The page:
Your comment really is an excuse for AA and it’s business plan which is really geared towards maximising profit as opposed to offering any sort of value.

    2. Avatar Spurple says:

      Making little sense here.

      BT doesn’t sell capped bandwidth.

    3. Avatar S says:


      “If that was true, then all other non BT ISP’s would be charging you the same as AA for the same capped services”

      Some are taking services from BT Wholesale (aggregated to a central point) or another aggregator like TalkTalk Business. Others are taking from Openreach directly (handover at exchanges – requiring a lot more natural infrastructure for the ISP). As a smaller national provider AAISP are in the “really have to use services from aggregators” category. You generally need to be a larger national provider or a small local-only provider for direct handovers from Openreach to be viable. This is not helped by Openreach requiring separate interconnects for FTTC and FTTP.

      BT Wholesale are really quite expensive (have a look at https://www.ispreview.co.uk/index.php/2020/03/bt-wholesale-pricing-for-550mbps-and-1gbps-fttp-irks-uk-isps.html). As you were replying in particular to a comment about FTTP, one big problem there is that most other aggregators used by smaller networks don’t yet offer FTTP so they are pretty much stuck with BTW for now unless they have enough FTTP customers at an exchange to cover the costs of building out their network. It feels like BTW are milking these providers for all they can while they still can…

  10. Avatar Spoffle says:

    As if they’ve got a customer base big enough for this to even have an effect. Their customer base is stuck in the 90s, just like their business model

    I’ve had BT FTTP since September 2019. I’ve had 100% uptime, zero issues with the line at all. I get slightly higher speeds than I pay for, I don’t see what benefit I would get from paying AAISP £60 a month with £120 activation for 160/30 with 300GB a month bandwidth when I’ve been paying BT £46 for 300/50, unlimited bandwidth and no activation/installation fee.

    They’re 30% more money for half the speed and are capped quite low. Are people really buying their services as some sort of Internet service insurance on the off chance that if something goes wrong, it’ll get fixed quicker?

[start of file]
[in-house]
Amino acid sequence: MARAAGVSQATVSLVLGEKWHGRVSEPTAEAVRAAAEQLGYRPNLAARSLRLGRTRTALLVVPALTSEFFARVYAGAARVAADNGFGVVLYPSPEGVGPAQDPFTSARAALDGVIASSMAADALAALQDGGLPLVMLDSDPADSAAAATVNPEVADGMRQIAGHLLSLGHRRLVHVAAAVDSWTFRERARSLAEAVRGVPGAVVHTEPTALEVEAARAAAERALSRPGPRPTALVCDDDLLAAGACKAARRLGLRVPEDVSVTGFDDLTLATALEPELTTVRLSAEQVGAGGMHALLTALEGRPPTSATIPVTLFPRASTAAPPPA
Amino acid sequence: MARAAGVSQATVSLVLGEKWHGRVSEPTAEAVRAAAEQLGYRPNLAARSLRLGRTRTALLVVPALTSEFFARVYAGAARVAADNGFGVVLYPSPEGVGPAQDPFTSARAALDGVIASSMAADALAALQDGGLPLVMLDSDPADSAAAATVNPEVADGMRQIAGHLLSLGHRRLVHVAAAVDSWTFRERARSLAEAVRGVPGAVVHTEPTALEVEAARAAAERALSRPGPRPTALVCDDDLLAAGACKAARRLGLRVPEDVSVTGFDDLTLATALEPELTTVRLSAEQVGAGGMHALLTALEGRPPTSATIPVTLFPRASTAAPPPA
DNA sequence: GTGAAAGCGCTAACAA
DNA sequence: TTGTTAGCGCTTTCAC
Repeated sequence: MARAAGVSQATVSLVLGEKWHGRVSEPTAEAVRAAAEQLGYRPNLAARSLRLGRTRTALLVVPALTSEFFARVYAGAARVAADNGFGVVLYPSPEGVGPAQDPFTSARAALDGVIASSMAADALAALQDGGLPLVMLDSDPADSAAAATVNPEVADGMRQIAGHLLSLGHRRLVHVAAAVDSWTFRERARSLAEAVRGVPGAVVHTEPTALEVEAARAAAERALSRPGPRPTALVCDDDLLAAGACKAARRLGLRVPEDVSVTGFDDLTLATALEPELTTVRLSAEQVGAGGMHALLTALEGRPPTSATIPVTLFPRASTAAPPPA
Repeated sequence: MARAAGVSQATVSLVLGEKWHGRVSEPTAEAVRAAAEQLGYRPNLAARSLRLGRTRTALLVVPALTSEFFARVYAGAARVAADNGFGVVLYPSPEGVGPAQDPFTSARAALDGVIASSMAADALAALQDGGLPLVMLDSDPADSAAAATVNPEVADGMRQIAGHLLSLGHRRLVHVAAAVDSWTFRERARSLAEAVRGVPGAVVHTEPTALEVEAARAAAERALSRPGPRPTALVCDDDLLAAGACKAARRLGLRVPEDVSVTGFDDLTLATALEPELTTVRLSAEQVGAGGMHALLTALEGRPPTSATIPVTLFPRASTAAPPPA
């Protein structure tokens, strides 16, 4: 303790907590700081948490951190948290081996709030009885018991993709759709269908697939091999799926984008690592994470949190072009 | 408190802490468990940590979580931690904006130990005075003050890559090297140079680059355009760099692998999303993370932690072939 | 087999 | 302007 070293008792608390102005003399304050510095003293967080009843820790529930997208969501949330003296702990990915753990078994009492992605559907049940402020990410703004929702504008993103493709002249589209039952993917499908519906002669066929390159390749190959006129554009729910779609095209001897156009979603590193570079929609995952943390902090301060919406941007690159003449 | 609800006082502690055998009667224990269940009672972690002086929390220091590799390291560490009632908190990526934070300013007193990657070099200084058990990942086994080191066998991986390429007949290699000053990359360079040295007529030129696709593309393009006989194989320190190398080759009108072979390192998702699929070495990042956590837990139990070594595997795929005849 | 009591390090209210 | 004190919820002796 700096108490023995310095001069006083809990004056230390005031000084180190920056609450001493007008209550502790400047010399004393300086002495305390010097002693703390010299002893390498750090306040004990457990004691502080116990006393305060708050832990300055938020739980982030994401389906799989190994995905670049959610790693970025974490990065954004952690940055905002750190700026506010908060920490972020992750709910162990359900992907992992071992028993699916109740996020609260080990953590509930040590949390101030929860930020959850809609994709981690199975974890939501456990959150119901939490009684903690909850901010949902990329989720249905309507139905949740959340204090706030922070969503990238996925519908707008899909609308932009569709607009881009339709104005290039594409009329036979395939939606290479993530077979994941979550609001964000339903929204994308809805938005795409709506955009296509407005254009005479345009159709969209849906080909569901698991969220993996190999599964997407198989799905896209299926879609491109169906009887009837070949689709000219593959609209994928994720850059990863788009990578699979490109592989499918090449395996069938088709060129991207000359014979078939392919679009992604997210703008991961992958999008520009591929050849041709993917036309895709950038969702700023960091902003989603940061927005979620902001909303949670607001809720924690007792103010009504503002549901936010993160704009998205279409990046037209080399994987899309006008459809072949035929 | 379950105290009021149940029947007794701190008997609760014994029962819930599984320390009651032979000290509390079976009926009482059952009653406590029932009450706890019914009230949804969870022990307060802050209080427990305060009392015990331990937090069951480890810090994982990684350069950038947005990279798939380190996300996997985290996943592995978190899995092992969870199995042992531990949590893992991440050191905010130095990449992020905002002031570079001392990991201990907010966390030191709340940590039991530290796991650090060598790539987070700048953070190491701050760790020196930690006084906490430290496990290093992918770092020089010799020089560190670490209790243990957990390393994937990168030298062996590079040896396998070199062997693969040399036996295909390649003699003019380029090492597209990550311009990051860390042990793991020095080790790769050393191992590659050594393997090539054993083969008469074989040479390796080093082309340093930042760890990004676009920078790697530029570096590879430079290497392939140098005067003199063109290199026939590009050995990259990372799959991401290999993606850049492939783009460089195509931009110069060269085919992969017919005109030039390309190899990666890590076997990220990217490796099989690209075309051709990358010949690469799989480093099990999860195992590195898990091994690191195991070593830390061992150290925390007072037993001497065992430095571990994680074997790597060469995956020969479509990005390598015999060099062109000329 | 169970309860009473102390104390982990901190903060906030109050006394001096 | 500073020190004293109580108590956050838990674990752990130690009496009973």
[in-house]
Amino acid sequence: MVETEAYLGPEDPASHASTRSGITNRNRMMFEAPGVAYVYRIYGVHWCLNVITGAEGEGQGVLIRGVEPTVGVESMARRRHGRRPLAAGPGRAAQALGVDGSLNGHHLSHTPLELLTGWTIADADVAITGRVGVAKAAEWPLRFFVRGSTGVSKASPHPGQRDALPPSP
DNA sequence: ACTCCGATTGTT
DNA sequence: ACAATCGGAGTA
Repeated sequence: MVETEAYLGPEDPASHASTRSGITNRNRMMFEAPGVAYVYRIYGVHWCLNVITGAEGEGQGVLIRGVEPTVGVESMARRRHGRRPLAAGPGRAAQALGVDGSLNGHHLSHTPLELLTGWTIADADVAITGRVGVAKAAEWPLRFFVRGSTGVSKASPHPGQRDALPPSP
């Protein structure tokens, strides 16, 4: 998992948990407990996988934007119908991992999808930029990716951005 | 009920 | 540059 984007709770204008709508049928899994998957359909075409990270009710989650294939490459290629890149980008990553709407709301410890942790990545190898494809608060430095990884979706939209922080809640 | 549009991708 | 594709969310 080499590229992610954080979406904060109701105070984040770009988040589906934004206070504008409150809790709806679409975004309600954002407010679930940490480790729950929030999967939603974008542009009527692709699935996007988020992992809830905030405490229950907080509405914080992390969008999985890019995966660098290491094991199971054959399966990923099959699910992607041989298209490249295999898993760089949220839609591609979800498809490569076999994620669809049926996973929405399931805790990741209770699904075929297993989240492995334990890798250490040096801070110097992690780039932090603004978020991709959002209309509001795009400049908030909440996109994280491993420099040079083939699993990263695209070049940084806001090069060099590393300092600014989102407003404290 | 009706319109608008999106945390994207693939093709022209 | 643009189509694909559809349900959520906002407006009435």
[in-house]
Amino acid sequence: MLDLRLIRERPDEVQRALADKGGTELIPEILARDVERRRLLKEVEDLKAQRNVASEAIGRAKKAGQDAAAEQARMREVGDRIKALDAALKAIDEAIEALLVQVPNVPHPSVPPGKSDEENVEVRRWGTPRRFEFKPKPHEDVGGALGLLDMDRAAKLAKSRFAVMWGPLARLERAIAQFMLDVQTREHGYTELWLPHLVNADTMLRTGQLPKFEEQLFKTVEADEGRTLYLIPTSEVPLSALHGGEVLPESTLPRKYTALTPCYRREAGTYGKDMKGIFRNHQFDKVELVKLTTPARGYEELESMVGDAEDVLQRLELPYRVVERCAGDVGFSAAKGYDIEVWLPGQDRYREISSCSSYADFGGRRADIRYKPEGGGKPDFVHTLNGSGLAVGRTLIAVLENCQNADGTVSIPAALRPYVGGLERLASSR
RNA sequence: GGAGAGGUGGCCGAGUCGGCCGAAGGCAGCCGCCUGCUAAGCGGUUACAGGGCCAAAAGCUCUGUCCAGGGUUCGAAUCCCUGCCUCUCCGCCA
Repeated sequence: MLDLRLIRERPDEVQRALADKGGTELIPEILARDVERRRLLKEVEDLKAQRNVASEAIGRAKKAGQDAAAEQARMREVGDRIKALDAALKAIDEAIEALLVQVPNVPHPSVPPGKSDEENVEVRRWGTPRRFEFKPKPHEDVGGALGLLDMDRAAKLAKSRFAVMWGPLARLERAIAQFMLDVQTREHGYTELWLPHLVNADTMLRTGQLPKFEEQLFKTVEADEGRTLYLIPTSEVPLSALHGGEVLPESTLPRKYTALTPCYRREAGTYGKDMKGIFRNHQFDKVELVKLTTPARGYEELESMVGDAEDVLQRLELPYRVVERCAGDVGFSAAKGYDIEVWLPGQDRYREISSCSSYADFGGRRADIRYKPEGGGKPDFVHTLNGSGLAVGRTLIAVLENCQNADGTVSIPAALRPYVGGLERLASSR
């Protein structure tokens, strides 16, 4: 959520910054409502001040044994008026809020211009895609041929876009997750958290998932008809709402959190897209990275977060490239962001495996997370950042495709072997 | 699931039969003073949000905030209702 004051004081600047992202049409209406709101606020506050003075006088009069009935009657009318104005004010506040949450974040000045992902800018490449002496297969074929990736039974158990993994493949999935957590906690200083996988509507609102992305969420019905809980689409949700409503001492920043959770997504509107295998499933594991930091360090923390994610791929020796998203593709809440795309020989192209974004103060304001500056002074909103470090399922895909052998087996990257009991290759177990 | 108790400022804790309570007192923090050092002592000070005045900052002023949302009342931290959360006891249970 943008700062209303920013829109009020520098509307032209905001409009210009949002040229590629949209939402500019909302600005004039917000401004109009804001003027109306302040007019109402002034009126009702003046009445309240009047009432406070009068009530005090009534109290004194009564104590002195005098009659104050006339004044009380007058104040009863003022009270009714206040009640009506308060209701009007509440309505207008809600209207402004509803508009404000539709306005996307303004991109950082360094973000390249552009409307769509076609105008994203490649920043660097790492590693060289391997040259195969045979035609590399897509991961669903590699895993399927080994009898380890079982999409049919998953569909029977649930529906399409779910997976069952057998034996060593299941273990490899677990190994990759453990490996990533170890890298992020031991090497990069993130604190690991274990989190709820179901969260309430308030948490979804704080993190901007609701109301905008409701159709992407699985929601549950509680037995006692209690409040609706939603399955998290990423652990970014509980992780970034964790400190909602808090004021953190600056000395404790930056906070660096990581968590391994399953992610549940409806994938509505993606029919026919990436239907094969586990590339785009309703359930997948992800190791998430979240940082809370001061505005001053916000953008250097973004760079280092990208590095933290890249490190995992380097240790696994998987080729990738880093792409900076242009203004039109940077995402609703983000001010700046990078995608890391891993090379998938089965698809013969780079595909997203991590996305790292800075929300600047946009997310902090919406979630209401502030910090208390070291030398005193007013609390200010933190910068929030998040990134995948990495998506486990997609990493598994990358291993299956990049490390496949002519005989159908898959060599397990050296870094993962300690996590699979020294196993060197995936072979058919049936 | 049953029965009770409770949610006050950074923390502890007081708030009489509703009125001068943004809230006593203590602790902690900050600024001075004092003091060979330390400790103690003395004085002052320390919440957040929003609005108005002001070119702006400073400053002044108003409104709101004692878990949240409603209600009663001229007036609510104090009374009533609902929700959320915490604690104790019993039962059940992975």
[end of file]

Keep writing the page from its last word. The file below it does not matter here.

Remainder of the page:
I had Virgin Media for years before BT, and Virgin weren’t great, but I still had about 99% up time with them.

    1. Avatar Ferrocene Cloud says:

      For all the talk of not being the bottleneck, I got very good performance when I was on BT’s network, and being in the industry I can see BT doing constant works to upgrade capacity. Far from a perfect company to say the least, but the core network is pretty good.

      A&A will find themselves out of business in 5-10 years at this rate if their selling point is offering you a worse service that’s more expensive and capped. Their support might be useful in kicking temperamental DSL lines into gear, but when almost everyone has a high quality FTTP line that essentially never breaks then the value will be quite diminished.

      The industry is moving in such a way that A&A will be left in the dust running a network like this is still the 90s.

  11. Avatar Jack says:

    I still remember the other year when the MD of AAISP had that rant about his customers who paid for an allowance and used up their full allowance by “wasting” the remaining data just so they used what they paid for.

    1. Avatar dave says:

      It’s a bit stupid to download things you don’t want or need, just to use up your allowance, isn’t it?

      The biggest benefit to A&A of not offering unlimited usage is likely to be in avoiding the kind of people who download many terabytes of data every month, just because they can.